Jeremy A. Blumenthal (Syracuse): Abortion, Persuasion, and Emotion: Implications of Social Science Research on Emotion for Reading Casey. An op-ed on the quiet campaign against birth control. From TNR, why the Dems should not shut up about gays and marriage vows. Are civil unions a 600-year-old tradition? A study reviews historical evidence, including documents and gravesites, suggesting that homosexual civil unions may have existed six centuries ago in France. From Nerve's "History of Single Life", an article on Casanova. From Forbes, a special report on the Best Cities For Singles, and Stop Singlism! Discrimination against the unwed may be the last socially acceptable prejudice in America. I kid you not: Why are the childless considered freaks? Frankly, they're doing themselves and society a big favour. 

From MRZine, a look at how DePaul violates Norman Finkelstein's contract and further undermines academic freedom. The (new) idea of a university: A review of Ivory Tower Blues: A University System in Crisis by James E. Cote and Anton L. Allahar and What's Wrong With University: And How to Make It Work for You Anyway by Jeff Rybak. Leaving art out of history: American academics' focus on social history ignores the contributions of music, art and literature. The loss is ours. Are college campuses safe? Yes. The Virginia Tech massacre has had the unfortunate effect of injecting fear into the school selection process. Shocking tales of the underground: At campuses across the nation, undergrads insist on making rumors about utility tunnels into the stuff of legend.

From Inside Higher Ed, The Professor’s Ten Commandments, Thanks to Notorious B.I.G.: Phil Ford explains why the best advice for new faculty members comes from hiphop. Affirmative Action Backfires: Have racial preferences reduced the number of black lawyers? Finding Their Voices: Ignacio Evans and Jermol Jupiter make a good argument for supporting Urban Debate Leagues in inner-city public schools. Ward Churchill and Multiculturalism: Why American schools are becoming anti-American. A review of Tough Liberal: Albert Shanker and the Battles Over Schools, Unions, Race, and Democracy by Richard Kahlenberg (and the introduction).

A review of Letters to a Young Teacher by Jonathan Kozol and A Class Apart: Prodigies, Pressure and Passion Inside One of America's Best High Schools by Alec Klein. An interview with Stephen Law, author of The War for Children's Minds. Noah Feldman on Universal Faith: Religion can have a place in public schools. It just can’t be for believers alone. An interview with Gore Vidal on education in America today. How High-IQ Kids Are Neglected in School: The years of effort to raise standards in America’s schools has come at the expense of one group: America’s super-smart kids. Labels Aren't What Kids Need: Applying "gifted and talented" labels to school kids is bad for everyone. Here are the Top 5 myths about girls, math and science.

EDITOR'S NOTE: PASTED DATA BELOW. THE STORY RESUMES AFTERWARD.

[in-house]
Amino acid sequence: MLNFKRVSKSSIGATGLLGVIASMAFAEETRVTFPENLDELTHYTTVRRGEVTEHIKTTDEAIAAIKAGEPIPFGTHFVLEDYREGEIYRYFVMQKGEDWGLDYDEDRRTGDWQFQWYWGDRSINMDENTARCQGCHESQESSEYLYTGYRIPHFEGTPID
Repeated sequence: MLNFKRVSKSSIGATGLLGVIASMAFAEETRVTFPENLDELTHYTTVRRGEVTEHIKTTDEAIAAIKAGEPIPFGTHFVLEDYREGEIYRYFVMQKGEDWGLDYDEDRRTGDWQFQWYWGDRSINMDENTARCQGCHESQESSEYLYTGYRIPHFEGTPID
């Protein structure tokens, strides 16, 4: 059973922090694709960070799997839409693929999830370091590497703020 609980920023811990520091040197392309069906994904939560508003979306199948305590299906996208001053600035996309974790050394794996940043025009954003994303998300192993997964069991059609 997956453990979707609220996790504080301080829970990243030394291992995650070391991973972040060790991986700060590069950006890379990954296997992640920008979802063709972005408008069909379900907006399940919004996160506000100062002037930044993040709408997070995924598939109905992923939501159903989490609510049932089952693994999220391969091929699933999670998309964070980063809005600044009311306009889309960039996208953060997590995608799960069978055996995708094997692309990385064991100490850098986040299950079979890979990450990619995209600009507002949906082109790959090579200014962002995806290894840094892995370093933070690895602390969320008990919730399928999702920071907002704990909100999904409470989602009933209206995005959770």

From Prospect, Beyond good and evil: For 60 years, Nicholas Mosley has written novels that are widely admired but not always understood. Rejecting realism, his work addresses symbolic truths—notably the idea that good and evil are inseparable. It's an approach that has put him at odds with the literary establishment. Outing an Unfinished Novel: Edmund White takes liberties with a Stephen Crane fragment. Comic versions of books need a novel angle: There's no point in turning books into pictures if the pictures add nothing to the words.  The dirty snobbery about smutty books: The vast amount of shameless smut in 'highbrow' books doesn't stop them being respected. The rules change when the fun is aimed at the mass market. 

From The American Spectator, a review of Counterpoints: Twenty-Five Years of The New Criterion on Culture and the Arts, ed. Roger Kimball and Hilton Kramer; and Roger Scruton on Art, Beauty, and Judgment. The introduction to Talking Prices: Symbolic Meanings of Prices on the Market for Contemporary Art by Olav Velthuis. The artless branding of Frida Kahlo: The centennial of the artist's birth is being marked by exhibits, merchandise, and family dissension. The Jailhouse Jackson Pollock: Donny Johnson is a convicted murderer who has been kept in complete solitary confinement for the past 18 years. He started painting in order to stay sane, using dyes extracted from M&Ms and a home-made brush. Now his paintings sell for $500 each. 

Time and again pop impresarios demonstrate that individuals rather than corporations do best in the music business. Svengalis marry art and commerce much more effectively than faceless organisations. They are classic lone entrepreneurs, willing to back hunches, take risks and bet against the crowd. Ebony and Imus: Cornel West hangs with Prince and challenges—not denounces—hip-hop. A review of Let's Spend the Night Together: Backstage Secrets of Rock Muses and Supergroupies by Pamela Des Barres. A triumph of style over substances: A review of W Axl Rose: the Unauthorised Biography by Mick Wall. An interview with Brad Warner, author of Sit Down and Shut Up: Punk Rock Commentaries on Buddha, God, Truth, Sex, and Death.